What should a post-pandemic economic recovery look like for younger generations?

In this contribution to IF’s Worldwide Blog Week, Chris Wongsosaputro, Co-Chair of the Young Fabians Economy & Finance Network, calls on the government response to COVID-19 to focus on improving younger generations’ skill sets

Young people hit hardest

In economic terms, the COVID-19 pandemic has impacted young people more than other generations. Figures from the House of Commons Library shows the number of young people aged 16 – 24 in employment decreasing by 311,000 (8%) in the quarter February to April 2021 compared to the quarter January to March 2020.

This figure compares to the drop in employment by 207,000 for those aged 25 and above. Moreover, the youth unemployment rate has increased from 12.1% to 13.2% over the same period while 263,000 more young people have become economically inactive, equating to a 10% rise. The figures above exclude any potential increases due to the end of the Coronavirus Job Retention Scheme in end-September 2021, thereby highlighting the lack of job security for many young people. 

Job security and continuous learning

The post-pandemic economic recovery should thus focus on improving job security for the younger generations. One key factor which will define the workplace of the future is the automation of work in many sectors.

A University of Oxford study listed the first sectors to be automated as transportation and logistics, office and administration and production labour, all of which employ many young people. Therefore, the Government needs to ensure that young people are fully equipped with skills to adapt to the threat of automation by including IT, programming and AI lessons as part of the school curriculum.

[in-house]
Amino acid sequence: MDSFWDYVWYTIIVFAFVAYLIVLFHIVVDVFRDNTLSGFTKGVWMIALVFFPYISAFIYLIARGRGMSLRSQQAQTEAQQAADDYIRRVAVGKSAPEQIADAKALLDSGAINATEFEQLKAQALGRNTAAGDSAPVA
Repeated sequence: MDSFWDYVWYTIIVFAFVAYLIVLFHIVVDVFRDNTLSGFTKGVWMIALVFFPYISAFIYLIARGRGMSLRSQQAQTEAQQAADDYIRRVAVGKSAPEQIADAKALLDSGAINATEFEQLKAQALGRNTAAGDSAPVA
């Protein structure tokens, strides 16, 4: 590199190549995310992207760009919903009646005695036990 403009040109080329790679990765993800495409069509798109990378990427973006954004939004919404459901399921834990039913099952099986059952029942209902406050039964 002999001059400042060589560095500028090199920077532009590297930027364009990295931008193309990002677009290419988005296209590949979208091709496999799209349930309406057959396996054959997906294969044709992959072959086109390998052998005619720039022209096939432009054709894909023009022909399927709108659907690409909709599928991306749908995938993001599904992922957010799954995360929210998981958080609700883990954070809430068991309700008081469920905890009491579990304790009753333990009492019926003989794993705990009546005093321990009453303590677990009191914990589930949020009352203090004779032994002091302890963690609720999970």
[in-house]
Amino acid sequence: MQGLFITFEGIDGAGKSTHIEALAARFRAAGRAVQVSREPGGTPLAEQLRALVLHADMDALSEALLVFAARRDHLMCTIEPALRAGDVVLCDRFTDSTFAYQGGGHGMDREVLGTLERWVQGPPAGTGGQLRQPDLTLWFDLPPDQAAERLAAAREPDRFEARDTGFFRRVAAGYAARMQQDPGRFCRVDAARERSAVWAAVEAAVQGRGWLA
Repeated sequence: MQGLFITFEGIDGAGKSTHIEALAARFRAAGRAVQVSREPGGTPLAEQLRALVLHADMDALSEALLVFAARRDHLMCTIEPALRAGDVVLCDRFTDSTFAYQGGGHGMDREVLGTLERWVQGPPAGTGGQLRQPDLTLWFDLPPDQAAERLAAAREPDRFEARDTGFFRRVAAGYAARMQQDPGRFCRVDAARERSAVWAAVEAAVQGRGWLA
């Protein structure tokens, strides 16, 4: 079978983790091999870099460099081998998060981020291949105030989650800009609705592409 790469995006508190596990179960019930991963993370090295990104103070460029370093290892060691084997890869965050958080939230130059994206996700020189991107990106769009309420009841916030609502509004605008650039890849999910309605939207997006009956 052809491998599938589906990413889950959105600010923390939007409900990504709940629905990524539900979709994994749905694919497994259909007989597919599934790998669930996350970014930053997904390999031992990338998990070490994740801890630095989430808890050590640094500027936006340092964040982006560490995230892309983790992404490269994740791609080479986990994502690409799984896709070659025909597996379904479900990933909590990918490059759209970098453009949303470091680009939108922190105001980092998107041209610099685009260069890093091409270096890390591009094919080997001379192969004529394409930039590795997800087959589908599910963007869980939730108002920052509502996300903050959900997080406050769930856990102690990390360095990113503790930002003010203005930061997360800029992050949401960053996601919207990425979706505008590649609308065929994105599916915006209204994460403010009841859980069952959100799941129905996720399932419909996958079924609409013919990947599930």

This will involve hiring teachers and trainers with the appropriate skillsets, and investing in the equipment to facilitate these lessons. Doing so will ensure that young people still in school adapt to the future of work from a young age. 

Upskill the workforce

The same principle should also apply to those already in the workforce regardless of their age. As part of a public-private partnership, the Government should work in conjunction with the private sector to provide courses for those who are keen to upskill. The private sector should contribute to the funding of the teaching, equipment and sites under the scheme. 

Upskilling sessions can be difficult to pull off without a specific time being set aside for the courses. Therefore, the Government can also contribute to paying a portion of the salary for the workers who are attending the courses alongside the private sector.

The proposed scheme starts off by the participants attending the course for a few months, followed by regular short update courses to keep themselves updated with the latest developments in their sector. 

Ultimately, the scheme could also be one of the ways to resolve the UK productivity conundrum, whereby output per worker has stagnated since the Global Financial Crisis. The Government can recoup the spending on the courses via the higher tax income from a more productive workforce. 


Another key issue for the young people is housing. Only 34% of people aged 16 to 34 owned their own homes in 2016, compared to 54% in 1996. Conversely, the percentage of homeowners among those aged 65 and over has risen from 63% to 77% over the same period.

Given the high proportion of young people renting, a short-term measure to improve the rental market would be to create a public database with ratings on the property from previous tenants. Having access to the database will provide tenants with the ability to make careful decisions before renting and select properties which best meet their needs. 

Moreover, rental expenses can be expensive for young people, particularly in London. The average young person aged 22 to will spend 73% of their net monthly income for an average one-bed flat in Hackney and 70% in Lambeth. One way to make rent more affordable for young people is to create a separate tax band for rental income. Under the current arrangements, rental income is considered a part of the usual taxable income, which means much of the income falling under the 40% and 45% income tax buckets.